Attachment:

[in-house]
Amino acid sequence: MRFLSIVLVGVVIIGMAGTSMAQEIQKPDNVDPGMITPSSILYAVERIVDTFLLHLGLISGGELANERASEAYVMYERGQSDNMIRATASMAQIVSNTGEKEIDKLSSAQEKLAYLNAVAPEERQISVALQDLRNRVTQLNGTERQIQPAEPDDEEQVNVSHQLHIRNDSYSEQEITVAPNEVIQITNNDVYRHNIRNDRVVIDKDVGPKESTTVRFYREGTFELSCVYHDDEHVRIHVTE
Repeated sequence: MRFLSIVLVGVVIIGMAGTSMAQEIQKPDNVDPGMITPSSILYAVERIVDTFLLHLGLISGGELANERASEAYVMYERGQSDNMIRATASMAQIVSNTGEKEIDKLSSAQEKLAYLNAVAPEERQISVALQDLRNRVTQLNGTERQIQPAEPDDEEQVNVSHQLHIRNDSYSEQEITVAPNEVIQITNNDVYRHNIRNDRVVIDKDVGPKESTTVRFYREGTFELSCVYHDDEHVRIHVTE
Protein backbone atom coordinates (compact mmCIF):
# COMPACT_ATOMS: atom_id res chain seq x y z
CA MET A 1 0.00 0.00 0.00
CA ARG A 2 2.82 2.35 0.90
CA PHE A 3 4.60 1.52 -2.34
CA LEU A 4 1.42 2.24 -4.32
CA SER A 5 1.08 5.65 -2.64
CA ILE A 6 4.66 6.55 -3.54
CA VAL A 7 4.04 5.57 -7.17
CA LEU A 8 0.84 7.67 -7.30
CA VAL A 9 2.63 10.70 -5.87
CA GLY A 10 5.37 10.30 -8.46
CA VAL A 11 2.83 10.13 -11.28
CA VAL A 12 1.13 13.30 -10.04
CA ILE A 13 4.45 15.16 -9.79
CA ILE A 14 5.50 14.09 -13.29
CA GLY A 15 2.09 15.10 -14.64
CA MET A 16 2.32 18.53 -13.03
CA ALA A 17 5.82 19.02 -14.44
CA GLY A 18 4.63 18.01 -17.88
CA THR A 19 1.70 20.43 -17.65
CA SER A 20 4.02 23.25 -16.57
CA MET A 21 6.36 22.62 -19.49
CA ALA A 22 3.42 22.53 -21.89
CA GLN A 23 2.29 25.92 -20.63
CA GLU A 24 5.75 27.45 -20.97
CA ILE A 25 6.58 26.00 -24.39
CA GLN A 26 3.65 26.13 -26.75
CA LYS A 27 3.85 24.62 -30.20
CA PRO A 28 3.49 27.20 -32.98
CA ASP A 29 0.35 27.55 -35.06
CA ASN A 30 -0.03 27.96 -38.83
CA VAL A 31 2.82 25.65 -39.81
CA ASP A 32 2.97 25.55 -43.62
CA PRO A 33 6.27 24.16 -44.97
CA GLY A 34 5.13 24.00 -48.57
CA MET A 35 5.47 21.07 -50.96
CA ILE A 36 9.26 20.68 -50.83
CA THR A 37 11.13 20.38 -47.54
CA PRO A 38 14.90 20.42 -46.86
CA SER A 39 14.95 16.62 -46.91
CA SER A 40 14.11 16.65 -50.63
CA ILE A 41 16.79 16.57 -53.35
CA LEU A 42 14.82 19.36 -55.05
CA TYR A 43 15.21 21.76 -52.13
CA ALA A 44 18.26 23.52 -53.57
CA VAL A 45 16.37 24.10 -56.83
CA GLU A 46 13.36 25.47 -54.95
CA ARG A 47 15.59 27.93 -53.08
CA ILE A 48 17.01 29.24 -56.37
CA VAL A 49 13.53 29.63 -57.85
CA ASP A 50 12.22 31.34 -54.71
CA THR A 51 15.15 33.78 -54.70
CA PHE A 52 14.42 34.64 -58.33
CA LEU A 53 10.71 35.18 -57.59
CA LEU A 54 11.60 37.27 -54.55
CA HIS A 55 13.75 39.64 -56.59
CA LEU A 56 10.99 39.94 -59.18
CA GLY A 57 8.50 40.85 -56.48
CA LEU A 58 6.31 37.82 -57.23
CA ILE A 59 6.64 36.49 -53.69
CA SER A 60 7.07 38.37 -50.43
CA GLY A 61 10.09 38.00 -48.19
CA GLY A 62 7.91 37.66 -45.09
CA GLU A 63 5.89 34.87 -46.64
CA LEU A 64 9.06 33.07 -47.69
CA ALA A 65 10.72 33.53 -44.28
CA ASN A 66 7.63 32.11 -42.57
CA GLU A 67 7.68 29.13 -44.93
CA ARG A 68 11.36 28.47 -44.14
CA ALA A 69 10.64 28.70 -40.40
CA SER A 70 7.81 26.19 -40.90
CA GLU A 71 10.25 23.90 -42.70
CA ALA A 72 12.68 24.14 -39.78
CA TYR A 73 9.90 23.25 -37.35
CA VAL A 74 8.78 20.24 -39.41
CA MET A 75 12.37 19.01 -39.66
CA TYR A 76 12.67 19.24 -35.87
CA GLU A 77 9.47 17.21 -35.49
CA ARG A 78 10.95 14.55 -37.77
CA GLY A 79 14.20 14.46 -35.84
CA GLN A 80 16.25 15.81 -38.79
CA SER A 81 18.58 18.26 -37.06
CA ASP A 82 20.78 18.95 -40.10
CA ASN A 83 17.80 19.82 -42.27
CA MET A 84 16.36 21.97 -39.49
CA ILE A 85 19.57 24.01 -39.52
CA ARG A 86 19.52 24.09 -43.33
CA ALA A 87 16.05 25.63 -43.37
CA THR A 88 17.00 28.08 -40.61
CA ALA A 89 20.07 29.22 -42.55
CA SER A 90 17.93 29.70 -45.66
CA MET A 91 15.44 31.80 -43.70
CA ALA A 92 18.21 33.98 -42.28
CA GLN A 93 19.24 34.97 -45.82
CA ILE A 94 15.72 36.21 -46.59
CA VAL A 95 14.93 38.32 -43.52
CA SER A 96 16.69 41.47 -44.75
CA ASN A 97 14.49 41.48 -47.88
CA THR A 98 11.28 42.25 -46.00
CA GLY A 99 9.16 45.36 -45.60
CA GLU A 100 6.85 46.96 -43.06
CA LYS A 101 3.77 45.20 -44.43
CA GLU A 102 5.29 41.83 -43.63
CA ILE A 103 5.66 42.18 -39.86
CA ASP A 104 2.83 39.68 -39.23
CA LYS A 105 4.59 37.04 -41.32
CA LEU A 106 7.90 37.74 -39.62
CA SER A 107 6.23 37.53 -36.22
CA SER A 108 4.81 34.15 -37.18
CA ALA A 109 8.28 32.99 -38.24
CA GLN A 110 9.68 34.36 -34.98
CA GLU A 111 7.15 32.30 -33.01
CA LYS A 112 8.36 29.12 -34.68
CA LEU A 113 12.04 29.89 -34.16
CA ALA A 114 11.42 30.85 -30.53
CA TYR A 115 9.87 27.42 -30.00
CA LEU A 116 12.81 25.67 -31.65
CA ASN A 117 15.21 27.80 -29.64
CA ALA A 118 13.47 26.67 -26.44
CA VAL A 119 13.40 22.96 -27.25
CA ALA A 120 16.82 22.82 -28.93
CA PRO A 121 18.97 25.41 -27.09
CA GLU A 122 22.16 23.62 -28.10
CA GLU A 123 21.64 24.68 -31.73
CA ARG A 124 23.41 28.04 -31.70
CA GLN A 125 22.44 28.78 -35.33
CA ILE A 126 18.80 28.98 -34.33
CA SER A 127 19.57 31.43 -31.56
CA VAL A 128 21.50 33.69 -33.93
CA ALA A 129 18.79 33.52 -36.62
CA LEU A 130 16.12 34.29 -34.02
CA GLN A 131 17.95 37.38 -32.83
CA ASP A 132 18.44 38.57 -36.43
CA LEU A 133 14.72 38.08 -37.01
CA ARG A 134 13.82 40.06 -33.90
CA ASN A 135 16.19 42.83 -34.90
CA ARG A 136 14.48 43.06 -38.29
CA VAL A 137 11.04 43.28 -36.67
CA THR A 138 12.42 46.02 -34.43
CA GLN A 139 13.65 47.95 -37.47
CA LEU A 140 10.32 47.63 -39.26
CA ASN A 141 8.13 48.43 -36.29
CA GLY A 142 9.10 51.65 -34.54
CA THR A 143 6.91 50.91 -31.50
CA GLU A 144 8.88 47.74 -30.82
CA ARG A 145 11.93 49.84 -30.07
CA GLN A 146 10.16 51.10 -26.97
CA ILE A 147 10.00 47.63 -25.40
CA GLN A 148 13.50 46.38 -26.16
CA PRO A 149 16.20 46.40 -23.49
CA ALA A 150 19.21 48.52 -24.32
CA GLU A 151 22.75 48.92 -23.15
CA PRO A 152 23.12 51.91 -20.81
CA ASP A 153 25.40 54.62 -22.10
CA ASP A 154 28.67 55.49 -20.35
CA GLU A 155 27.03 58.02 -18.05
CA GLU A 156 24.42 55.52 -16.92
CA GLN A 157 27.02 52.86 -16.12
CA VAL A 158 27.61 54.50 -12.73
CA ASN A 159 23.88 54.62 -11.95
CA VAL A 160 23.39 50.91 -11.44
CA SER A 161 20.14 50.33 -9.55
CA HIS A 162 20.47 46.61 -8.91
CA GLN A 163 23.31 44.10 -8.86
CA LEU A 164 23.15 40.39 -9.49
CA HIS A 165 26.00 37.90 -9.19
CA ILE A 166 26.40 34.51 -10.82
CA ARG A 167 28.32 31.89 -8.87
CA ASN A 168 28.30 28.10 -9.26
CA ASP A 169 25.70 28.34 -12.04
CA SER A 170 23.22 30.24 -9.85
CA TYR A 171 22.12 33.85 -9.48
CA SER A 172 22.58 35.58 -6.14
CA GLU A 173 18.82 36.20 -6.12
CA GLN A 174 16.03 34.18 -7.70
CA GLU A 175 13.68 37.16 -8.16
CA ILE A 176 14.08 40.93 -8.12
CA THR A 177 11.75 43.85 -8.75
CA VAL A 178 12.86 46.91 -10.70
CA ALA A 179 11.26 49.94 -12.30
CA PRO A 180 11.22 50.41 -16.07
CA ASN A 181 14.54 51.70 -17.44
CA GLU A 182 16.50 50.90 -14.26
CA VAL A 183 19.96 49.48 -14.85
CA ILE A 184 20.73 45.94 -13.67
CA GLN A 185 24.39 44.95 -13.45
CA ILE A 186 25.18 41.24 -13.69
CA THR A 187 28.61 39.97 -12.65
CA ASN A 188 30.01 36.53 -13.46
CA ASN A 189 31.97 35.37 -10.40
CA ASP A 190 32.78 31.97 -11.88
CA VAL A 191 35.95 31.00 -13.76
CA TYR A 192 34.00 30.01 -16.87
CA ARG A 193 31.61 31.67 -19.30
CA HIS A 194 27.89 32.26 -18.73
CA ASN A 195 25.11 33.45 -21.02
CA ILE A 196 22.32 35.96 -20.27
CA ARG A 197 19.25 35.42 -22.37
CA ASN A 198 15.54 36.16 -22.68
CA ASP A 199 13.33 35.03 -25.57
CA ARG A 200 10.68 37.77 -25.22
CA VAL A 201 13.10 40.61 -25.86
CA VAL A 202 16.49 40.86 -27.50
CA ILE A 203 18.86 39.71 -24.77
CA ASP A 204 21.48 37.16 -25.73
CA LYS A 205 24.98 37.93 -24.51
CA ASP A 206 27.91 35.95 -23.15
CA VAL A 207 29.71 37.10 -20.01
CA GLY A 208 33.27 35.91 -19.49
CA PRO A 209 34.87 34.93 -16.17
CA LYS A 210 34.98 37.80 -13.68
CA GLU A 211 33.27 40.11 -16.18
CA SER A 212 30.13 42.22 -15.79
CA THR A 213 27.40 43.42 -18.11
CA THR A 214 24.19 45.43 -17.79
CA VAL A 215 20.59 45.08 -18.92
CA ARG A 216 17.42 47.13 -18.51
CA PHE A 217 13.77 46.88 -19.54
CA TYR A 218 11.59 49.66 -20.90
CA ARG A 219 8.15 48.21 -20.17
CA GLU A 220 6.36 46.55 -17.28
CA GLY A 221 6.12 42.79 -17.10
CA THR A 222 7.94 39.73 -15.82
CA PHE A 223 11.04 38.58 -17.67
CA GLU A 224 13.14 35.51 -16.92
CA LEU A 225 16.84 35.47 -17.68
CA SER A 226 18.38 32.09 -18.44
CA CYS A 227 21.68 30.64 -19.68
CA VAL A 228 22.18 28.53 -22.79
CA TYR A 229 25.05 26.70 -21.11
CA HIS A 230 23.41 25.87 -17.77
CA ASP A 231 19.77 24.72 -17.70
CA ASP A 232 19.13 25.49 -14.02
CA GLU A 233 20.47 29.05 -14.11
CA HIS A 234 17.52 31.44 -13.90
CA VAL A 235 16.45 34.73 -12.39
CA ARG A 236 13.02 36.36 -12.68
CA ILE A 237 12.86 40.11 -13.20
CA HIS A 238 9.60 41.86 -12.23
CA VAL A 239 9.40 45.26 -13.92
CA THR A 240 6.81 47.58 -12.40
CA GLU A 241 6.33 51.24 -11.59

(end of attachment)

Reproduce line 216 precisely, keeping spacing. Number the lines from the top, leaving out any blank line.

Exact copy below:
CA GLU A 211 33.27 40.11 -16.18